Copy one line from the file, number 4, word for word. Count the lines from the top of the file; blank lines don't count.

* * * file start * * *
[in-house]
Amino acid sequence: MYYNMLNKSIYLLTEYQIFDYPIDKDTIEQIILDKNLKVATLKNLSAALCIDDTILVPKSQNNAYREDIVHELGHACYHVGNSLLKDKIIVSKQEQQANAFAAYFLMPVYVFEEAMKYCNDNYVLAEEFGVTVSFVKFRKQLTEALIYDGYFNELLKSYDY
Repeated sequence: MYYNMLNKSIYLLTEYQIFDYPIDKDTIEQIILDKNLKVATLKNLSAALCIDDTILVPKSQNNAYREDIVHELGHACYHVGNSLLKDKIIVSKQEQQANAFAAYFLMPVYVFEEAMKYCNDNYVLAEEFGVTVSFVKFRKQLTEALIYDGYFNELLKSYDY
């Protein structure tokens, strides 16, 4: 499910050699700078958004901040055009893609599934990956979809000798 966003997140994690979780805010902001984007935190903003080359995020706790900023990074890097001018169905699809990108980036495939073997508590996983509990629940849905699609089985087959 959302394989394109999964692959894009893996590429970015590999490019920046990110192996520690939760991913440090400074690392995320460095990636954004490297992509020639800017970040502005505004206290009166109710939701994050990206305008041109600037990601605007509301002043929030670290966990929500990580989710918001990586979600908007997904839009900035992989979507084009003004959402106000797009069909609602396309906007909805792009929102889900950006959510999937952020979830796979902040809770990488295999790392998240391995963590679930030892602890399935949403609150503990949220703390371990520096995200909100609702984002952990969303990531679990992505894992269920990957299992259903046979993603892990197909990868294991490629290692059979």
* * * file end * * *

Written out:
């Protein structure tokens, strides 16, 4: 499910050699700078958004901040055009893609599934990956979809000798 966003997140994690979780805010902001984007935190903003080359995020706790900023990074890097001018169905699809990108980036495939073997508590996983509990629940849905699609089985087959 959302394989394109999964692959894009893996590429970015590999490019920046990110192996520690939760991913440090400074690392995320460095990636954004490297992509020639800017970040502005505004206290009166109710939701994050990206305008041109600037990601605007509301002043929030670290966990929500990580989710918001990586979600908007997904839009900035992989979507084009003004959402106000797009069909609602396309906007909805792009929102889900950006959510999937952020979830796979902040809770990488295999790392998240391995963590679930030892602890399935949403609150503990949220703390371990520096995200909100609702984002952990969303990531679990992505894992269920990957299992259903046979993603892990197909990868294991490629290692059979």